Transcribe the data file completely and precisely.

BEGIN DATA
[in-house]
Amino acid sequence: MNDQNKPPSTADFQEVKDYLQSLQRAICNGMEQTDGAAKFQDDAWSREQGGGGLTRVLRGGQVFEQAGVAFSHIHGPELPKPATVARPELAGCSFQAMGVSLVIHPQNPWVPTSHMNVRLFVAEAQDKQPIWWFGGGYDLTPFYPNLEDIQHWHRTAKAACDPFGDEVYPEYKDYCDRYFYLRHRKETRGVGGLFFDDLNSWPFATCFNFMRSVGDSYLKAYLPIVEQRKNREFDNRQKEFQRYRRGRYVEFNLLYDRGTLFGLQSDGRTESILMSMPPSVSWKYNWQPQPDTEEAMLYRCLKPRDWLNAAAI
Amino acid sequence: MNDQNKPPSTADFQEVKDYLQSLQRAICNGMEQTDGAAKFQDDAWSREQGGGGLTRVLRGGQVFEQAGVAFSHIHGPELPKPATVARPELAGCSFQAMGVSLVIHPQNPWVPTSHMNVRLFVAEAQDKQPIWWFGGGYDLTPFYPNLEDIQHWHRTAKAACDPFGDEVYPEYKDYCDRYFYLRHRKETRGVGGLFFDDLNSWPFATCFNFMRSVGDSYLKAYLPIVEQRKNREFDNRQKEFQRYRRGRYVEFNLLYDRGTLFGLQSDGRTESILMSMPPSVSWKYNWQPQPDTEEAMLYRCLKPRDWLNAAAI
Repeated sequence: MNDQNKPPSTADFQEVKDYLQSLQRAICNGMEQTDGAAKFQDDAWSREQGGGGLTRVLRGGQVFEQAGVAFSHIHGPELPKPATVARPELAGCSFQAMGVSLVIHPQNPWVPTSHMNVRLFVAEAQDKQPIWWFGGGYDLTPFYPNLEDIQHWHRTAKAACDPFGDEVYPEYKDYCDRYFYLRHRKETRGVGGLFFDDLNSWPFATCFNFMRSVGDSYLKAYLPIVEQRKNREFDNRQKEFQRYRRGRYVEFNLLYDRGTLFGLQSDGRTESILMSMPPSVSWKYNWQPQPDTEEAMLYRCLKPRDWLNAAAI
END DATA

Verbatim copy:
[in-house]
Amino acid sequence: MNDQNKPPSTADFQEVKDYLQSLQRAICNGMEQTDGAAKFQDDAWSREQGGGGLTRVLRGGQVFEQAGVAFSHIHGPELPKPATVARPELAGCSFQAMGVSLVIHPQNPWVPTSHMNVRLFVAEAQDKQPIWWFGGGYDLTPFYPNLEDIQHWHRTAKAACDPFGDEVYPEYKDYCDRYFYLRHRKETRGVGGLFFDDLNSWPFATCFNFMRSVGDSYLKAYLPIVEQRKNREFDNRQKEFQRYRRGRYVEFNLLYDRGTLFGLQSDGRTESILMSMPPSVSWKYNWQPQPDTEEAMLYRCLKPRDWLNAAAI
Amino acid sequence: MNDQNKPPSTADFQEVKDYLQSLQRAICNGMEQTDGAAKFQDDAWSREQGGGGLTRVLRGGQVFEQAGVAFSHIHGPELPKPATVARPELAGCSFQAMGVSLVIHPQNPWVPTSHMNVRLFVAEAQDKQPIWWFGGGYDLTPFYPNLEDIQHWHRTAKAACDPFGDEVYPEYKDYCDRYFYLRHRKETRGVGGLFFDDLNSWPFATCFNFMRSVGDSYLKAYLPIVEQRKNREFDNRQKEFQRYRRGRYVEFNLLYDRGTLFGLQSDGRTESILMSMPPSVSWKYNWQPQPDTEEAMLYRCLKPRDWLNAAAI
Repeated sequence: MNDQNKPPSTADFQEVKDYLQSLQRAICNGMEQTDGAAKFQDDAWSREQGGGGLTRVLRGGQVFEQAGVAFSHIHGPELPKPATVARPELAGCSFQAMGVSLVIHPQNPWVPTSHMNVRLFVAEAQDKQPIWWFGGGYDLTPFYPNLEDIQHWHRTAKAACDPFGDEVYPEYKDYCDRYFYLRHRKETRGVGGLFFDDLNSWPFATCFNFMRSVGDSYLKAYLPIVEQRKNREFDNRQKEFQRYRRGRYVEFNLLYDRGTLFGLQSDGRTESILMSMPPSVSWKYNWQPQPDTEEAMLYRCLKPRDWLNAAAI